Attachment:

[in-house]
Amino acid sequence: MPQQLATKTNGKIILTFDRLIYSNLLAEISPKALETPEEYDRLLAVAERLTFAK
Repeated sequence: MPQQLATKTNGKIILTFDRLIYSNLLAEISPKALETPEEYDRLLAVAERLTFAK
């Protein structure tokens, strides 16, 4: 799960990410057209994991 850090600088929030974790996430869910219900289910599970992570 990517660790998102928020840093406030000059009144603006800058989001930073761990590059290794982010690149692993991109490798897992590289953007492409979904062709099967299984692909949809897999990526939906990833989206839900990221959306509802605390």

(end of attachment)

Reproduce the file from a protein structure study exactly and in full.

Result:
[in-house]
Amino acid sequence: MPQQLATKTNGKIILTFDRLIYSNLLAEISPKALETPEEYDRLLAVAERLTFAK
Repeated sequence: MPQQLATKTNGKIILTFDRLIYSNLLAEISPKALETPEEYDRLLAVAERLTFAK
């Protein structure tokens, strides 16, 4: 799960990410057209994991 850090600088929030974790996430869910219900289910599970992570 990517660790998102928020840093406030000059009144603006800058989001930073761990590059290794982010690149692993991109490798897992590289953007492409979904062709099967299984692909949809897999990526939906990833989206839900990221959306509802605390």